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See the list of 2018 Rad Girl winners

Nonprofit Of The Year: Deborah Diamond, President, Campus Philly

Technologist Of The Year: Elizabeth Brown, Co-CEO and Head of Design at Webjunto

Scientist of The Year: Bethany Edwards and Anna Couturier, Lia Diagnostics

Artist Of The Year: Nile Livingston, Visual Artist

Educator Of The Year: Michelle Martin, Temple Food Pantry

Connector Of The Year: Stephanie Wolfson & Paige Dietz, Philly Fights Cancer

Innovator Of The Year: Tiffanie Stanard, CEO & Founder of Stimulus

Storyteller Of The Year: Lara Witt, Managing Editor, Wear Your Voice Mag

Entrepreneur Of The Year: Shannon Maldonado, Yowie

Activist of The Year: Elicia Gonzales, Executive Director, Women’s Medical Fund

Rad Guy Of The Year: Ernest Owens, Award-Winning Journalist, Philadelphia Magazine

Rad Girl Of The Year: Katherine A. High, M.D., President and Chief Scientific Officer, Spark Therapeutics

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The Interviews

Rad Girls in their own words

Since 2013, Kauffman has interviewed women in Philadelphia who are artists, connectors, journalists, scientists, businesswomen, technologists and activists about how they became who they are—and they are a varied and impressive bunch.

Read the interviews here.

The Radness of Philly Rad Girls

I was nominated for a Rad Girls Award. I didn't take home the prize—but I won just by being in the room with all those amazing women

I was nominated for a Rad Girls Award. I didn't take home the prize—but I won just by being in the room with all those amazing women

It’s when Elicia Gonzales, executive director of the Women’s Medical Fund, bounded to the stage Monday night at the Fourth Annual Rad Awards, that I felt the enormity of this radical event for women in Philadelphia.

The winner of this year’s Rad Girl Activist of the Year award, Gonzales started by saying she doesn’t actually consider herself an activist. “I just go around saying women should be able to do whatever they fucking want with their own bodies,” she said—as if, duh, that’s not activism; that’s just common sense.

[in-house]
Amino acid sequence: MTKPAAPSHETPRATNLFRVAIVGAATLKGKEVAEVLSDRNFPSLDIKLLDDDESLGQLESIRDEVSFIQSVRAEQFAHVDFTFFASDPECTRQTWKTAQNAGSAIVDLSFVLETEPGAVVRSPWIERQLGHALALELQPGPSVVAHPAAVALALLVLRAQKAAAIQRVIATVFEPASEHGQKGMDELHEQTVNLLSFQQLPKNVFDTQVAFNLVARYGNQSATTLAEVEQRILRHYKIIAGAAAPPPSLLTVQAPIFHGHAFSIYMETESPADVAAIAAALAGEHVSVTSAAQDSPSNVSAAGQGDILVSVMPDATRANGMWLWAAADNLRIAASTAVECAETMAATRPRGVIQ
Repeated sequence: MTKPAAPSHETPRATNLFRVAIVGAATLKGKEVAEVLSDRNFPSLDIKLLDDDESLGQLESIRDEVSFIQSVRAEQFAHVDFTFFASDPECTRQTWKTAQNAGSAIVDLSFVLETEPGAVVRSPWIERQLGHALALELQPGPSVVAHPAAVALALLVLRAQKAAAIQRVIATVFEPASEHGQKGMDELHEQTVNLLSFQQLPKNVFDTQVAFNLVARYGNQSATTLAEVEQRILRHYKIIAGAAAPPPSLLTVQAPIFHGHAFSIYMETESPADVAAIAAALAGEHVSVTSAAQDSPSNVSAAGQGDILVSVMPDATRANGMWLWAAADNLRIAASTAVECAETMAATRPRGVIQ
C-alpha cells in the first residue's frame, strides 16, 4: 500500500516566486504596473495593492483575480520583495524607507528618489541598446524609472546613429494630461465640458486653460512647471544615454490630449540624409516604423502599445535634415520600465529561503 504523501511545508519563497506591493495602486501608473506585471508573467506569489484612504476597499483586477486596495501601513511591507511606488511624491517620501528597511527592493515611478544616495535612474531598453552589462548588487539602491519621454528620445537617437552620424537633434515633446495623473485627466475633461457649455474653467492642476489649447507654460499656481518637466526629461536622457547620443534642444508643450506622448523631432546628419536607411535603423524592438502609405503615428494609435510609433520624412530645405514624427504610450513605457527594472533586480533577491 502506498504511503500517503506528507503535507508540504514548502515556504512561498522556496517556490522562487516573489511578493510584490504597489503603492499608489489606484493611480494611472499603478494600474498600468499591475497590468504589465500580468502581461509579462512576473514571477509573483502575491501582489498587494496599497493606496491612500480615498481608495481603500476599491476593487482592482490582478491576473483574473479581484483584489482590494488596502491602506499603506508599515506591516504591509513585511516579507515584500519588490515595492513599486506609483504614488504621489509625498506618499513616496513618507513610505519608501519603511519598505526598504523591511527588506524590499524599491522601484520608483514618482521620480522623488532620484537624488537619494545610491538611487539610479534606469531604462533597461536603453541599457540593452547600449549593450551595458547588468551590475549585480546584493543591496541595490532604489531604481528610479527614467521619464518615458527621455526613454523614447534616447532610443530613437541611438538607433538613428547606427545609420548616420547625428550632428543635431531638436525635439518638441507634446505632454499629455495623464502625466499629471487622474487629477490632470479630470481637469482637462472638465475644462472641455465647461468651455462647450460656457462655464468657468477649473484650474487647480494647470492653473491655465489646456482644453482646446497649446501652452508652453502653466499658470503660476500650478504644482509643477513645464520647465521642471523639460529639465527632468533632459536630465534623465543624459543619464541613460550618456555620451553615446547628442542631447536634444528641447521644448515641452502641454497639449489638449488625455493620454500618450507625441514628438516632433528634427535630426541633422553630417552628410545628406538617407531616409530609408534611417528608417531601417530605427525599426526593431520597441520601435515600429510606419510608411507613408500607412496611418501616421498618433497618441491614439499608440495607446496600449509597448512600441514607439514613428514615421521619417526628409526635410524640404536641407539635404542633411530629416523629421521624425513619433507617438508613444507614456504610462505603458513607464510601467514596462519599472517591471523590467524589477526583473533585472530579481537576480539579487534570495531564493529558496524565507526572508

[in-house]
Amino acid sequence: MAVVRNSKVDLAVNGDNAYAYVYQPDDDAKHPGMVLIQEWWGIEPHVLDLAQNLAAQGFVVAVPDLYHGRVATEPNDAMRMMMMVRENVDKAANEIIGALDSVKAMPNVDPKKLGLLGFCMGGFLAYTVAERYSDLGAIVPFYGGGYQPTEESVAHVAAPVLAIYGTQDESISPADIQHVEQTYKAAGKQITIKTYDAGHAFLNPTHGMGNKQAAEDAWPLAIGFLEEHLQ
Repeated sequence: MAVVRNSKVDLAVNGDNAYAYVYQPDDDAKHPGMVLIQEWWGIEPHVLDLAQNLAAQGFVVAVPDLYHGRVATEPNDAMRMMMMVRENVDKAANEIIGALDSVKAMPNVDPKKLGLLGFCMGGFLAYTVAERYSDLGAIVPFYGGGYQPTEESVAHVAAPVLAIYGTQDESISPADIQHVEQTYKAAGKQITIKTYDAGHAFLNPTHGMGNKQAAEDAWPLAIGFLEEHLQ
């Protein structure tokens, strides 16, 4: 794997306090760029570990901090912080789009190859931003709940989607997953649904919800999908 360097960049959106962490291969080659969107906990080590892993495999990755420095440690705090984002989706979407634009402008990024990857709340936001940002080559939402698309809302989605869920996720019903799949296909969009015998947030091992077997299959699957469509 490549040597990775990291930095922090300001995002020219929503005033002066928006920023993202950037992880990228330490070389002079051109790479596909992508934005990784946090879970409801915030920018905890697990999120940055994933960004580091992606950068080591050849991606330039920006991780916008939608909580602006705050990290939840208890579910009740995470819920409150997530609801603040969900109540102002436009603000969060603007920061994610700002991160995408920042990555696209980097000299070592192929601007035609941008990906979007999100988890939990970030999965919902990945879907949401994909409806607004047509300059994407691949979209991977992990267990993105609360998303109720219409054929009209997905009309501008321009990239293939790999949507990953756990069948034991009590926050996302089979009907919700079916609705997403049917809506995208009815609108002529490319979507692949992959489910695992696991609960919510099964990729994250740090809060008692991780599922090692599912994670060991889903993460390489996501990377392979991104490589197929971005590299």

The room roared. But then, the room had been roaring already, with cheers and applause and the giddiness that goes along with the head rush of being in a room full of incredible women—and the men who support them—who are doing, making, pushing and changing the world around them for the better. We were all Philadelphians in that moment; could you hear us roar all over town?

The Rad Girl Awards, launched and again hosted by rad girl Leah Kauffman, honors “local women leaders who inspire in the fields of technology, media, culture, science, and business.” This year, 51 women (and four men) were finalists, culled from over 300 nominations submitted by the general public. The nominees, and the winners, were an amazingly diverse array of Philadelphians—younger and older, of varying races, orientations and missions. But they were alike in at least one thing: They all work to make their city and their world better places for everyone.

Take this year’s winner for Rad Girl of the Year (the category in which I was, gratefully, nominated): Dr. Katherine A. High, president and chief scientific officer of Spark Therapeutics, developed an FDA-approved genetic treatment for a rare form of blindness that afflicts children and adults. (Um, heck yeah, she should be this year’s winner!) Or, Michelle Martin of Temple University’s Food Pantry—the 2018 Educator of the Year—who helps provide food to the 35 percent of Temple students who say they experience hunger on campus. Or Technologist of the Year Elizabeth Brown, until recently co-CEO and head of design of community-minded development company Webjunto, a loud force in diversifying the tech industry.